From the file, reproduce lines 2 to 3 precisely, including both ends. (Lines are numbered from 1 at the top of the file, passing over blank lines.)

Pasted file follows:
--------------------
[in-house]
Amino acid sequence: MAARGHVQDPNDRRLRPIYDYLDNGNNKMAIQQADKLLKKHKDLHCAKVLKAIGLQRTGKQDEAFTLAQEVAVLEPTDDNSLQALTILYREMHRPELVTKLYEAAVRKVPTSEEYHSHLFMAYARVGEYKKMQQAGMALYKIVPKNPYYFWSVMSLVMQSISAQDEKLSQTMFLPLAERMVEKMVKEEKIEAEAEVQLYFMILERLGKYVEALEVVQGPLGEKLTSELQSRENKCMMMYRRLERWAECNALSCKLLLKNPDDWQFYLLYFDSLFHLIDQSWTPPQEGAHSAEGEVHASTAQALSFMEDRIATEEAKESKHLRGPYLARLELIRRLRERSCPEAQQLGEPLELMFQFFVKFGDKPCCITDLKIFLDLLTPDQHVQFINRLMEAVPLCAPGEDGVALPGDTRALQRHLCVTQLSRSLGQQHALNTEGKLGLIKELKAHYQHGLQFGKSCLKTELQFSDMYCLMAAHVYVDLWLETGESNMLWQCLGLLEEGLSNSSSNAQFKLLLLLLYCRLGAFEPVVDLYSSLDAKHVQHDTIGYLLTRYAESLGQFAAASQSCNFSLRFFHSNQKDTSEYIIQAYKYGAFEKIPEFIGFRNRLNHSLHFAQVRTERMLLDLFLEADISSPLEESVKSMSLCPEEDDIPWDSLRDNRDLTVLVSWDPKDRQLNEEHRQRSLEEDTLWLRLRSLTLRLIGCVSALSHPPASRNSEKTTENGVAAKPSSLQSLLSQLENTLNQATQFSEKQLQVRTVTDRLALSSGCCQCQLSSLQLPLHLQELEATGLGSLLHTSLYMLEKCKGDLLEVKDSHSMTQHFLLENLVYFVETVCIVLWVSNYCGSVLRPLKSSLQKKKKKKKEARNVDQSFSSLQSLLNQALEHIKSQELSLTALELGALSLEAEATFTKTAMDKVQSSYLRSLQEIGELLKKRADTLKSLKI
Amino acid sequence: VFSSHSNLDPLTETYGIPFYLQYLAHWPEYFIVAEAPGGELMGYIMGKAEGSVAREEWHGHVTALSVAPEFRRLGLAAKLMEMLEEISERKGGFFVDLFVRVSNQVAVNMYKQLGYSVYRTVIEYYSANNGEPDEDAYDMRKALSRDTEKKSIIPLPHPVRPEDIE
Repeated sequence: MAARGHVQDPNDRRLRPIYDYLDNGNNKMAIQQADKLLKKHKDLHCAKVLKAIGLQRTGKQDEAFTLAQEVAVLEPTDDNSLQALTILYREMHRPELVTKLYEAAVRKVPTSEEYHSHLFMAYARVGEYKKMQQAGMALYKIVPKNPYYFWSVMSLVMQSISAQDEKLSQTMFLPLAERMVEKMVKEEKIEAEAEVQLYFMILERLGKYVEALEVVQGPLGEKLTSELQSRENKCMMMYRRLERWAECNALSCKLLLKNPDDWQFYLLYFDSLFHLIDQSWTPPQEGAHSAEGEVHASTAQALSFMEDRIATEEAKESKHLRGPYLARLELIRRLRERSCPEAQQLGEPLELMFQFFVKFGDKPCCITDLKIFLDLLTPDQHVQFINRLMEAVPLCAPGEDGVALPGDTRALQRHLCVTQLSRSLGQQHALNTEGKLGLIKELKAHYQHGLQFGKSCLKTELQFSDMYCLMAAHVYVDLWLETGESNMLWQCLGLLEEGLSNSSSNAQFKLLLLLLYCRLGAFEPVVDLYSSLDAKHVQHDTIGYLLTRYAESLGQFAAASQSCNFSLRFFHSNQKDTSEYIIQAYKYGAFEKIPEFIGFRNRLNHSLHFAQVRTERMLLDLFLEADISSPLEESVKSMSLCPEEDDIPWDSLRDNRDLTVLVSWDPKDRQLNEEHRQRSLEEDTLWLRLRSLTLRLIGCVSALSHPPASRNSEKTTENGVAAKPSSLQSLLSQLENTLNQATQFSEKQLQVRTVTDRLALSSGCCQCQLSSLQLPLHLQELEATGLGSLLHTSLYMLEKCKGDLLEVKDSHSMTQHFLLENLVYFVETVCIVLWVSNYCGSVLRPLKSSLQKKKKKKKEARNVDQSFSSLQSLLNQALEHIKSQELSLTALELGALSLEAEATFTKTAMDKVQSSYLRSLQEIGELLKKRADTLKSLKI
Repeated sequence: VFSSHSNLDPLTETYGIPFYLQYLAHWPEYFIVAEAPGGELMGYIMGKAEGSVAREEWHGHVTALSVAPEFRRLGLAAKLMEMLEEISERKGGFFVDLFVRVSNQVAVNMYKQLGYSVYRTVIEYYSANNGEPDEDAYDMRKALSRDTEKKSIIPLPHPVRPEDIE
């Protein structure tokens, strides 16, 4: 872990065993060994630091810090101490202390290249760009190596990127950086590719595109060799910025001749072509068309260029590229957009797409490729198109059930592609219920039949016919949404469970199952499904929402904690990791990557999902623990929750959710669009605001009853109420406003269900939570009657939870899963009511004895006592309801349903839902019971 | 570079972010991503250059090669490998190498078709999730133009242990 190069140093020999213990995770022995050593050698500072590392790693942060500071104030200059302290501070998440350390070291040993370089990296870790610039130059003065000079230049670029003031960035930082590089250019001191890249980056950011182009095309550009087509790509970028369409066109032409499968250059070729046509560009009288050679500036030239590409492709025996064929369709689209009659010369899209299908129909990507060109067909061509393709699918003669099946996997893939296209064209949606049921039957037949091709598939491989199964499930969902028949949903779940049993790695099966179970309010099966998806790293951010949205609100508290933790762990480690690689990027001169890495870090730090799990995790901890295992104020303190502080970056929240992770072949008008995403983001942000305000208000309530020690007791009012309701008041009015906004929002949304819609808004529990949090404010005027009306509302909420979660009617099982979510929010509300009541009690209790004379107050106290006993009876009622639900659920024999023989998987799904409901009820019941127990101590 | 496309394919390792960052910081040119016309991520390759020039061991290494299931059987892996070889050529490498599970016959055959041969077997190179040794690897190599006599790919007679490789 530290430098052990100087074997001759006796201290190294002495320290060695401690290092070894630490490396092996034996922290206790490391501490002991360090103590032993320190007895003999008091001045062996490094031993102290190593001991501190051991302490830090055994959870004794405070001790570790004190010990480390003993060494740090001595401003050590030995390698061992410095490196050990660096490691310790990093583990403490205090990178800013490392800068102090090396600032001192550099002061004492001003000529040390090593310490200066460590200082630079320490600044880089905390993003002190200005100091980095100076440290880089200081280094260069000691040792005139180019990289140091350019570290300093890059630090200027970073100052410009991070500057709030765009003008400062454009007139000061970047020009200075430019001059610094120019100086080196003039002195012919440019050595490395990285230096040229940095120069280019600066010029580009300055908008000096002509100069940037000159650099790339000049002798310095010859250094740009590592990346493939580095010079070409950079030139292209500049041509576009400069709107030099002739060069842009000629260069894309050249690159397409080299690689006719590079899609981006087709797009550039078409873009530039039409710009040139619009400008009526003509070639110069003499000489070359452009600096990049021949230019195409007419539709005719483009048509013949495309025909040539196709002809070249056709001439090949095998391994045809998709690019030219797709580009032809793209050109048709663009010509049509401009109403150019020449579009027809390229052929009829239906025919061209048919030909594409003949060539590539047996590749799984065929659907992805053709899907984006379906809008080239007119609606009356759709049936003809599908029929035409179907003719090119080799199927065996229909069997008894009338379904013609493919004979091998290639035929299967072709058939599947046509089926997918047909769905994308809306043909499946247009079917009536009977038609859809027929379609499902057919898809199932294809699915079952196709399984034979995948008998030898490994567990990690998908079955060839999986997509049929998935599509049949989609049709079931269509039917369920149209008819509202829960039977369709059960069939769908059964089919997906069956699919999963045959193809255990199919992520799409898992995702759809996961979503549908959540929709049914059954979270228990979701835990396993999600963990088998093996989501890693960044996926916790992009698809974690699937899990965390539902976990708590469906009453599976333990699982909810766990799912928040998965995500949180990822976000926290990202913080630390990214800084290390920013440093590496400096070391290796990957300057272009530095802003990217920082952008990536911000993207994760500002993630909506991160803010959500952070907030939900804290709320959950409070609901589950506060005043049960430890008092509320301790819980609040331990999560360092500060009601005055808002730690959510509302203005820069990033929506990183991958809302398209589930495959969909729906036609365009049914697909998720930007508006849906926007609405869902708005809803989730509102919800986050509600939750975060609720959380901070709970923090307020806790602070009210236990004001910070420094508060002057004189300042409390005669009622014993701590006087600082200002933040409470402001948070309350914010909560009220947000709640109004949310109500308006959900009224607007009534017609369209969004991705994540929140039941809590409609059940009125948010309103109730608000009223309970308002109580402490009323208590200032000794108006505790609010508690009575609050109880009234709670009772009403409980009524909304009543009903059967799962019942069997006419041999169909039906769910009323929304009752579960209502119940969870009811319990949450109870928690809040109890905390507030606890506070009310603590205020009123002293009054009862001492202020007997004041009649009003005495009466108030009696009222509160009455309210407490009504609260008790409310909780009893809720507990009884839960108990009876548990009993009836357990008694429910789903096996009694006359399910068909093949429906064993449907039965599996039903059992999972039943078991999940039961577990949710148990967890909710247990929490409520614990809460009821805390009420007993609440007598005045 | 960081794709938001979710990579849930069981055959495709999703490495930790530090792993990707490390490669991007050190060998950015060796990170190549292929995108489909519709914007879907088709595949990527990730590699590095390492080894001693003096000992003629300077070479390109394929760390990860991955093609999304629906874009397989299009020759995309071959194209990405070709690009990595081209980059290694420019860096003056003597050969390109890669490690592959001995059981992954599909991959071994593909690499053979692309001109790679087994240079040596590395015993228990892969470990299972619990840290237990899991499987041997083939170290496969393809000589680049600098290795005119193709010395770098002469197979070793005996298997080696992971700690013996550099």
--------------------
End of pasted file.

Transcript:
Amino acid sequence: MAARGHVQDPNDRRLRPIYDYLDNGNNKMAIQQADKLLKKHKDLHCAKVLKAIGLQRTGKQDEAFTLAQEVAVLEPTDDNSLQALTILYREMHRPELVTKLYEAAVRKVPTSEEYHSHLFMAYARVGEYKKMQQAGMALYKIVPKNPYYFWSVMSLVMQSISAQDEKLSQTMFLPLAERMVEKMVKEEKIEAEAEVQLYFMILERLGKYVEALEVVQGPLGEKLTSELQSRENKCMMMYRRLERWAECNALSCKLLLKNPDDWQFYLLYFDSLFHLIDQSWTPPQEGAHSAEGEVHASTAQALSFMEDRIATEEAKESKHLRGPYLARLELIRRLRERSCPEAQQLGEPLELMFQFFVKFGDKPCCITDLKIFLDLLTPDQHVQFINRLMEAVPLCAPGEDGVALPGDTRALQRHLCVTQLSRSLGQQHALNTEGKLGLIKELKAHYQHGLQFGKSCLKTELQFSDMYCLMAAHVYVDLWLETGESNMLWQCLGLLEEGLSNSSSNAQFKLLLLLLYCRLGAFEPVVDLYSSLDAKHVQHDTIGYLLTRYAESLGQFAAASQSCNFSLRFFHSNQKDTSEYIIQAYKYGAFEKIPEFIGFRNRLNHSLHFAQVRTERMLLDLFLEADISSPLEESVKSMSLCPEEDDIPWDSLRDNRDLTVLVSWDPKDRQLNEEHRQRSLEEDTLWLRLRSLTLRLIGCVSALSHPPASRNSEKTTENGVAAKPSSLQSLLSQLENTLNQATQFSEKQLQVRTVTDRLALSSGCCQCQLSSLQLPLHLQELEATGLGSLLHTSLYMLEKCKGDLLEVKDSHSMTQHFLLENLVYFVETVCIVLWVSNYCGSVLRPLKSSLQKKKKKKKEARNVDQSFSSLQSLLNQALEHIKSQELSLTALELGALSLEAEATFTKTAMDKVQSSYLRSLQEIGELLKKRADTLKSLKI
Amino acid sequence: VFSSHSNLDPLTETYGIPFYLQYLAHWPEYFIVAEAPGGELMGYIMGKAEGSVAREEWHGHVTALSVAPEFRRLGLAAKLMEMLEEISERKGGFFVDLFVRVSNQVAVNMYKQLGYSVYRTVIEYYSANNGEPDEDAYDMRKALSRDTEKKSIIPLPHPVRPEDIE